There is something of an oddity in the debate over the nature of the problems facing the UK housing system, and therefore by implication where the focus of policy attention is best directed. I’ve remarked on it before but it struck me forcefully this week when reading Christian Hilber’s new briefing, prepared with the aim of informing the election debate, UK housing and planning policies: the evidence from economic research. This was reinforced by Andrew Lilico’s contrarian post at CapX yesterday, which argues that there is no housing crisis and never was one. I don’t agree with Lilico’s overarching argument, but in the course of his discussion he makes a very important point. [Read more…]
I’m not sure quite how I missed it the first time around. Most probably because, like many policy commentators, I’m inclined to focus too closely on the relatively parochial and the marginal shifts in domestic policy position.
As a consequence of this failure to look sufficiently far beyond the end of my own nose I only recently became aware of the Geneva UN Charter on Sustainable Housing, a document that was finalised back in October 2014. This document is not legally binding, but it offers a potential resource in ongoing discussions over the direction and ambition of housing policy emanating from Westminster. [Read more…]
As we move towards the General Election strands of news and snippets of information have emerged which circle around the issues but there is a gap in the middle where the story could – and should – be.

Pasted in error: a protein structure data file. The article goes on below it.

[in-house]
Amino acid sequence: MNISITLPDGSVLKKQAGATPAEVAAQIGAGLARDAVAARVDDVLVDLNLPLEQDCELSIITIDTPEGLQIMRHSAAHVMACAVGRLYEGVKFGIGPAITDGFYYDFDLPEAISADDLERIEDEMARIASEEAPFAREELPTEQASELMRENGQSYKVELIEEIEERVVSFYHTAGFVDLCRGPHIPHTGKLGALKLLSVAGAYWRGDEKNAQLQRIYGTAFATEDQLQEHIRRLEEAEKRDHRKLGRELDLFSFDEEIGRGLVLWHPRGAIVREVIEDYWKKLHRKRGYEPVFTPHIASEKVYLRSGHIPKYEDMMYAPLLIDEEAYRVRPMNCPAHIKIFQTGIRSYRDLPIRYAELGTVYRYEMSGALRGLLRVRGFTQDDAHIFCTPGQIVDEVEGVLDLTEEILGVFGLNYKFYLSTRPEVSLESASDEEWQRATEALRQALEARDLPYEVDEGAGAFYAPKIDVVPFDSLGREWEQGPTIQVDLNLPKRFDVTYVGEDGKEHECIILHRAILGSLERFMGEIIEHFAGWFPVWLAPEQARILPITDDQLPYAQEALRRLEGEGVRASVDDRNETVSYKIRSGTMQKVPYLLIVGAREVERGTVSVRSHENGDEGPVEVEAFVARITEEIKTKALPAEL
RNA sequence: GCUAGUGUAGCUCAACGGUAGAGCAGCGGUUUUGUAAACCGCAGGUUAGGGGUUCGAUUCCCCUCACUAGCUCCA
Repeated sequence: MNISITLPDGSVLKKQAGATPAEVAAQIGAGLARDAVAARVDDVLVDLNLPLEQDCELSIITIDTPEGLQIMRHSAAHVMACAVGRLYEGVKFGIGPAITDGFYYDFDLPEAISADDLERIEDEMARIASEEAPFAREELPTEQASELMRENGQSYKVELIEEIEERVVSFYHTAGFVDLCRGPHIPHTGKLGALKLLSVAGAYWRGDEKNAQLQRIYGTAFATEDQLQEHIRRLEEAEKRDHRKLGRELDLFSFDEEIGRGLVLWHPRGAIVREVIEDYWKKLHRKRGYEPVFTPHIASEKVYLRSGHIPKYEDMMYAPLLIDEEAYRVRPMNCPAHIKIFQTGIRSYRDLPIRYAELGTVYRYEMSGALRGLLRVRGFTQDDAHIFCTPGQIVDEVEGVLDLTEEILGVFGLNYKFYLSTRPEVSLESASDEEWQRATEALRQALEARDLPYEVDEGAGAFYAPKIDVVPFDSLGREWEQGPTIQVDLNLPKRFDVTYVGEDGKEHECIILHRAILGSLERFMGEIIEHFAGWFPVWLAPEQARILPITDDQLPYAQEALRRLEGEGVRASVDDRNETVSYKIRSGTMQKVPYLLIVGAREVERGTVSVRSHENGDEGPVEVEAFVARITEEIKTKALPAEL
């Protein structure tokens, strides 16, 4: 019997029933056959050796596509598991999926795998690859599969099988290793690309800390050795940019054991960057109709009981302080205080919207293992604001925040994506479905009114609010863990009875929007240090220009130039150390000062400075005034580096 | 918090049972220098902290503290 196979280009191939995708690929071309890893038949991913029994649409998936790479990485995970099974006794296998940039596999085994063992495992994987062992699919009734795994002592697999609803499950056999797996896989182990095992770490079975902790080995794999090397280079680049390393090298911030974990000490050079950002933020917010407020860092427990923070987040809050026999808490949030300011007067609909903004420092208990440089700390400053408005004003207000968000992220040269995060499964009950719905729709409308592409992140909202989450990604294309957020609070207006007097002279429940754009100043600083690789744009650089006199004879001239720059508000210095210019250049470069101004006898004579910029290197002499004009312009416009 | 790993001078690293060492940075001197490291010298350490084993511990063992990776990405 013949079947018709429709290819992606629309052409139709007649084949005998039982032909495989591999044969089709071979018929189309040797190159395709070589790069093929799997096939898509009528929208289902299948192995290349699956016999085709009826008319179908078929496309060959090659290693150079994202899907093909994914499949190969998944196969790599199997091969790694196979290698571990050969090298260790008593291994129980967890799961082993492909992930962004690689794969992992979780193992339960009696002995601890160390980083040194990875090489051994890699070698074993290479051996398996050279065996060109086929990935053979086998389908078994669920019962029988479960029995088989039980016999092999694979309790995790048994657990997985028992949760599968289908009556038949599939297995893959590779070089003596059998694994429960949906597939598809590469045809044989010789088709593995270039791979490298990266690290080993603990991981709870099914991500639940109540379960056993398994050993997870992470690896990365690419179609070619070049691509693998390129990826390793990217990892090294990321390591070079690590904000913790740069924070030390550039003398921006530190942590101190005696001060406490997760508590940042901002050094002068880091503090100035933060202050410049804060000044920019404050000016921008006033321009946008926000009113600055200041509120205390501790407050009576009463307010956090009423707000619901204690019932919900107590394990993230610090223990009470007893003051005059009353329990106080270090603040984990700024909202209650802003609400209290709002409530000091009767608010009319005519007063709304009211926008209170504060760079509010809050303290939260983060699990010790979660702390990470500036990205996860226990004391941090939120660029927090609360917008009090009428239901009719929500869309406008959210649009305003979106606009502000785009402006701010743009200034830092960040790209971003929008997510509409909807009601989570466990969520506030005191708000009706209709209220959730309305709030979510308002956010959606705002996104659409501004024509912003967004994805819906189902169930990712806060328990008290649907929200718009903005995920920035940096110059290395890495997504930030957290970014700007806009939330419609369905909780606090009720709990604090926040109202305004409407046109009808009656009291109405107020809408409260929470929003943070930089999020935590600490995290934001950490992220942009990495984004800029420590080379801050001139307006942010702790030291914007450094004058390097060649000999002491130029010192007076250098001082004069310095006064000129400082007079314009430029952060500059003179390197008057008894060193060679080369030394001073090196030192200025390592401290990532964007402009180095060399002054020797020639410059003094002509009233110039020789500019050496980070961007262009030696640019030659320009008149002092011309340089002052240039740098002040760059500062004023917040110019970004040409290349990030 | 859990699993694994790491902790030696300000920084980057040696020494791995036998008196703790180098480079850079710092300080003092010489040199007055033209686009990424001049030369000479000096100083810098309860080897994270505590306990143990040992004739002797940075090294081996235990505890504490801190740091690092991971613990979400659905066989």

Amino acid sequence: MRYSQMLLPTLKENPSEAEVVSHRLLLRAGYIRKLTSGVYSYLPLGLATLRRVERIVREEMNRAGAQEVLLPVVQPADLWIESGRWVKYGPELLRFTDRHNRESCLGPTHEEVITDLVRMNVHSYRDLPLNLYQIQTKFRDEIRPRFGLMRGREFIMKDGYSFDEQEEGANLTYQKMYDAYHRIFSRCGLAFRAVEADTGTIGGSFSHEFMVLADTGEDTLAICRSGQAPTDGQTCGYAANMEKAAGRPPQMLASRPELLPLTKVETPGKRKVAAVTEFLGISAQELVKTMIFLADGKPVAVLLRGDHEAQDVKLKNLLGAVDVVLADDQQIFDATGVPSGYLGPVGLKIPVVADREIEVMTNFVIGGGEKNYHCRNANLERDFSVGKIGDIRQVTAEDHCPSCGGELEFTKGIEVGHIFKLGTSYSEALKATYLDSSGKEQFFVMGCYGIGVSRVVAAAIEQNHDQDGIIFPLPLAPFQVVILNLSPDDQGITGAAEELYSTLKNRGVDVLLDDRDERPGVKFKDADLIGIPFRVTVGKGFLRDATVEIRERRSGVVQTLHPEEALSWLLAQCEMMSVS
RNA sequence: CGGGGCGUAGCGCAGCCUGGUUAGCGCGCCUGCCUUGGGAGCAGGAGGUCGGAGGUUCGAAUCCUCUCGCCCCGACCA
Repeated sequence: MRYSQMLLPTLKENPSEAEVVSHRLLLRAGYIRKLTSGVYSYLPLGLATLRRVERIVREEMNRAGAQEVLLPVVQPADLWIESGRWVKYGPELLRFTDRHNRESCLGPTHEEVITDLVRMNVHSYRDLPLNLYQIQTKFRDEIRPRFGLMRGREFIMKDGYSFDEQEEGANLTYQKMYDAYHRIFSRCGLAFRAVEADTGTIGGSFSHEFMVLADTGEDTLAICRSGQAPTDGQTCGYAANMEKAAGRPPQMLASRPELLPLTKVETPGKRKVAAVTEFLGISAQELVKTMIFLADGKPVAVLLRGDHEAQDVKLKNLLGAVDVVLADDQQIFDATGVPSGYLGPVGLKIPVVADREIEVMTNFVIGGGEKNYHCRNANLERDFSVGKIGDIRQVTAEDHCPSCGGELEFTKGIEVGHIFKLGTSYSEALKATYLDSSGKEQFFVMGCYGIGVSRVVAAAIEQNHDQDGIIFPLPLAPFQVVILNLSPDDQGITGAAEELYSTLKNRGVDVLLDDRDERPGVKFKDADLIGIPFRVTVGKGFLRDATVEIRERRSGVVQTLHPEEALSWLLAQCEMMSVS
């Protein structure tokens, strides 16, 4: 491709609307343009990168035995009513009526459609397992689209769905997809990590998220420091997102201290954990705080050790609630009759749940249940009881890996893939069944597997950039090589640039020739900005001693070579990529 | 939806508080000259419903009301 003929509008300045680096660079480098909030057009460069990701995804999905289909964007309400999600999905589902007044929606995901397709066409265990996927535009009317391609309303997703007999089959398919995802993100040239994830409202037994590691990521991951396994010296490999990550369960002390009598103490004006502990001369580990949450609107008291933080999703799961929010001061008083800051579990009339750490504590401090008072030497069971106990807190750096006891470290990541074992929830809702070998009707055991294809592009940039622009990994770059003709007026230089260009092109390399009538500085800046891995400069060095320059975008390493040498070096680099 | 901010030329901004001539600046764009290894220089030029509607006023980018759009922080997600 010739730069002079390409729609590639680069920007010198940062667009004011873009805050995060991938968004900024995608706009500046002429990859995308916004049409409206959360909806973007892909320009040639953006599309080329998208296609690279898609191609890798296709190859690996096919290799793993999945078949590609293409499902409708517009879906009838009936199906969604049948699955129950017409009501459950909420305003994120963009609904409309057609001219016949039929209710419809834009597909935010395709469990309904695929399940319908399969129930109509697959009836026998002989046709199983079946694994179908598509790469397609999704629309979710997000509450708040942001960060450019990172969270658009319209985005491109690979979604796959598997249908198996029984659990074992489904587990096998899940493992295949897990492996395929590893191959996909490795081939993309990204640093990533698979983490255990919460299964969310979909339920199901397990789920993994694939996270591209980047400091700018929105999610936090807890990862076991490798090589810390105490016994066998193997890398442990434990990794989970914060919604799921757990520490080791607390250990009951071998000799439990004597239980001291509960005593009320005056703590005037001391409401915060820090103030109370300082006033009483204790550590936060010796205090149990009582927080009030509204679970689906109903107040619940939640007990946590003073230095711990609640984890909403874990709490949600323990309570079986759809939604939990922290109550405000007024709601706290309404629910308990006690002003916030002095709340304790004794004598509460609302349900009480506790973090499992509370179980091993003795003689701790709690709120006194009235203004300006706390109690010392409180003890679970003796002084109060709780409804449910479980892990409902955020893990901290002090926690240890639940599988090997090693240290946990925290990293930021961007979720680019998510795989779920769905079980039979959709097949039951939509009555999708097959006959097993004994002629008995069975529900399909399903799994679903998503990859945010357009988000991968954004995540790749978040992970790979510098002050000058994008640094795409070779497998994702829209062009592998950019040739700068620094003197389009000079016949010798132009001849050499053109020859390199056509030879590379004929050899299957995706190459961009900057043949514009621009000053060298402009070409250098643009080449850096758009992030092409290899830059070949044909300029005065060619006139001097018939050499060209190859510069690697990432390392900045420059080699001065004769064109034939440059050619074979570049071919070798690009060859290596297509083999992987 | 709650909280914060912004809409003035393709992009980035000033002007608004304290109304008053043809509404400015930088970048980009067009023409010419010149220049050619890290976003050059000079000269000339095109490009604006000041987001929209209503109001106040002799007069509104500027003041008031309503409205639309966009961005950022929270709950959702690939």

I’m thinking here of housing-related aspects of the party manifestos: cuts in inheritance tax on property versus mansion taxes. I’m thinking of the observation that buy-to-let lending was the only component of mortgage lending not to stall in February. I’m thinking of Hannah Fearn’s argument that removal of the obligation to invest pension pots in annuities can be interpreted as a move to recapitalize the bank of mum and dad. And finally I’m thinking of Christine Lagarde’s words of support for George Osborne’s strategy for economic management.
So what’s the story that is missing? [Read more…]
Rumours have been circulating in the housing policy ether for several months now. Given the housing policy influence of the Policy Exchange at No 10 those rumours should have been, and were, treated seriously.
And now it looks like those rumours are well-founded. They’ve only gone and done it. The Conservative manifesto pushes the Policy Exchange line that local authorities should be forced to sell high value properties in order to fund building new properties in lower value areas, and, if elected, they are proposing to extend the Right to Buy to housing associations. This opens up the possibility of an extra 1.3 million households having the chance to buy their home at a discount.
This is supposed to be the Conservatives’ big offer. Although, to be fair, it would seem to be a big offer targeted at a relatively small group of people – housing association tenants who earn enough from stable employment to be able to afford a property which, even at a substantial discount, is going to be a financial stretch.
Despite what some people seem to think, extending the Right to Buy to housing associations is not a new idea. [Read more…]
For this podcast I am joined again by Ken Gibb to discuss housing policy ideas emerging from the political parties in the run up to the General Election. We review some important discussions over the future direction for aspects of housing policy in Scotland, and reflect on the development of policy competition between the Edinburgh parliament and Westminster. We also consider one or two policy proposals emanating from other commentators.